Credit and refund entitlements
The supplier is entitled to a credit in its business activity statement equal to the amount actually paid by the recipient.
If the supplier believes that a payment or part of the payment was made in error, it may apply to the Commissioner for a refund. The application must be made no later than 14 days before the day on which the GST is payable by the supplier. It is unclear what happens if the application is made outside this period, for example is the entitlement to a refund lost? The Commissioner is obliged to refund the amount if it would be fair and reasonable to do so. This gives the Commissioner some discretion to refuse refunds and will inevitably give rise to delays. If an amount is refunded, the credit available to the supplier is reduced by the same amount.
Suppliers will need to ensure that payment has been made to the Commissioner otherwise credit and refund entitlements will be lost.
Requirements for giving notice
The supplier of residential premises or potential residential land must give the recipient a written notice stating whether or not the recipient will be required to withhold. If so, the notice must also contain the name and ABN of the supplier, the amount that is required to be withheld, when the amount must be withheld, the GST inclusive market value of any non-monetary consideration and any other matters that may be specified in the regulations.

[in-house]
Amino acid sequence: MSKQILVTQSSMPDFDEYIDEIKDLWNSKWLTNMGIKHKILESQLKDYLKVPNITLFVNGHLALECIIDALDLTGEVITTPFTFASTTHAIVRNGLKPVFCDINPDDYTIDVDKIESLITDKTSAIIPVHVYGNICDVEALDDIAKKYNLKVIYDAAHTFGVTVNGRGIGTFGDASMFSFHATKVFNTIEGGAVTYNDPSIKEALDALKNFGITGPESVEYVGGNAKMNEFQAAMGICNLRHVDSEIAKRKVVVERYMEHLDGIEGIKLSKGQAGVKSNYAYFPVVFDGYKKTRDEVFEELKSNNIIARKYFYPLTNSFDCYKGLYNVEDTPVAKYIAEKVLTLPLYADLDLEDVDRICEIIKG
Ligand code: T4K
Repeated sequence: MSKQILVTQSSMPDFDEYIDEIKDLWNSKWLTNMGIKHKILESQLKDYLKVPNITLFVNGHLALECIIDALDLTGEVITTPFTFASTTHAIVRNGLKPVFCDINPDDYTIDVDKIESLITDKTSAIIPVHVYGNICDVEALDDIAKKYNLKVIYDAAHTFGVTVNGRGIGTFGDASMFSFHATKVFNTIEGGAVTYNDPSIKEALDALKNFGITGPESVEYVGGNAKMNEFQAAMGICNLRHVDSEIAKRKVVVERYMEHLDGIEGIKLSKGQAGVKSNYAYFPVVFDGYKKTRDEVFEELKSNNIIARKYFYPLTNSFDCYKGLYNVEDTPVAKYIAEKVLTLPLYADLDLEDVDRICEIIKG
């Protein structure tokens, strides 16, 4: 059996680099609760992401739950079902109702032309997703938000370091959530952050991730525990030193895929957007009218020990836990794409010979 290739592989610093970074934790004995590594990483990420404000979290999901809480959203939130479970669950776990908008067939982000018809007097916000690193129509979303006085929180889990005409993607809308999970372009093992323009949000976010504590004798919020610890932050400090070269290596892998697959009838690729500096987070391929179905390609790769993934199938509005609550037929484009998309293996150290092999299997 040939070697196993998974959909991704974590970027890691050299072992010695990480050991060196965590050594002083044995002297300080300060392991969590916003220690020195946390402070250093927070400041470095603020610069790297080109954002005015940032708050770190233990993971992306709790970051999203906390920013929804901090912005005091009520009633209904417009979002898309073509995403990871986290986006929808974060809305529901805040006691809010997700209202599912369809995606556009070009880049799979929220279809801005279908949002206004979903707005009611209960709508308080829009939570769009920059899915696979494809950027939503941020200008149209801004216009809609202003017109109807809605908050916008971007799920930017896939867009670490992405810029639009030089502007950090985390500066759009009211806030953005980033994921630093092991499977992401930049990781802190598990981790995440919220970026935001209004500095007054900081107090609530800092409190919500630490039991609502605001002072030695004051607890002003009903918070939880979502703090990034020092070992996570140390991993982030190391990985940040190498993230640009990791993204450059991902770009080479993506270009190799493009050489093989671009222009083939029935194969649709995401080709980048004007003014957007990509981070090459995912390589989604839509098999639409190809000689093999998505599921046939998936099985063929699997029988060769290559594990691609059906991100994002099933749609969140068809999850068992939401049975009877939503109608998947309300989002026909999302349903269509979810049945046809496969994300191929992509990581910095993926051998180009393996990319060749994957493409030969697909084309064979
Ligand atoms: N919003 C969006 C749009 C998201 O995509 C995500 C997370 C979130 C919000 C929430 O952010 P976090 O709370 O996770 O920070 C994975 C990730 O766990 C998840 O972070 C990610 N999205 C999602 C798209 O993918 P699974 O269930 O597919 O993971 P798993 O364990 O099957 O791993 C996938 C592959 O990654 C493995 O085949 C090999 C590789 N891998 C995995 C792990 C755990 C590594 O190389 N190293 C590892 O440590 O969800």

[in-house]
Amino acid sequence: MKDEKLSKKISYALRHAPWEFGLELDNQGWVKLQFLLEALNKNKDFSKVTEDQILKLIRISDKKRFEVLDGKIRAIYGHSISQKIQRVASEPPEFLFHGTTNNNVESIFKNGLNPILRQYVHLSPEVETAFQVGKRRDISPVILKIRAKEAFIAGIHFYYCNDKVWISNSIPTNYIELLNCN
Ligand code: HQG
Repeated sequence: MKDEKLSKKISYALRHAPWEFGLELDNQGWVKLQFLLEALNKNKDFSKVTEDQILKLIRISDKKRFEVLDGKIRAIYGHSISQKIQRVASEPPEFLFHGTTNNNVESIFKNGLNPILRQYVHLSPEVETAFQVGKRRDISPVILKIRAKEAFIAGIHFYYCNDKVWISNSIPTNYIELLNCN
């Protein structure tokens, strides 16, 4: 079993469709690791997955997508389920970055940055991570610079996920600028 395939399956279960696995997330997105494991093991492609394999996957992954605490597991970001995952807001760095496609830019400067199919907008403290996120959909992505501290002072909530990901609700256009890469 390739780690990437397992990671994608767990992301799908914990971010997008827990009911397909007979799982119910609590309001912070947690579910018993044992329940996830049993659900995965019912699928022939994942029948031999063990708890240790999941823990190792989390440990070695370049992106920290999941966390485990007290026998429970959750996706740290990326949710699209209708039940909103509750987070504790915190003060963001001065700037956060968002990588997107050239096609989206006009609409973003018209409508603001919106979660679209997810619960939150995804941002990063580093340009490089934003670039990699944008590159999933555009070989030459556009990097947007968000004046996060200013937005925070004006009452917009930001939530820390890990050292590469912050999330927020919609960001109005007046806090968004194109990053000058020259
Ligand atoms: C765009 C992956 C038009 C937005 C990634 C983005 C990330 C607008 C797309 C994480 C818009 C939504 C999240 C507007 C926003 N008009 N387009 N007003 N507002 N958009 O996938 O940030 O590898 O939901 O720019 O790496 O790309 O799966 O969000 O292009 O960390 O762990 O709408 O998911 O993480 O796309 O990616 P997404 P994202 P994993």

The notice must be given before the supply is made. There is some uncertainty as to the time of supply because there are no time of supply rules in the GST legislation. We expect that the time of supply will be settlement of a contract of sale or entry into a long-term lease. This may be later than the time the withholding obligation arises if part of the purchase price (other than the deposit) is paid before settlement.
The obligation to give a notice does not apply if the transaction relates to commercial residential premises or if the recipient of the potential residential land is registered and acquires the land for a creditable purpose. Despite these exclusions, the obligation applies to a broader range of transactions than those transactions to which withholding applies. For example, it applies to the sale or long-term lease of residential premises which are not new residential premises.
Penalties for non-compliance with notice and payment requirements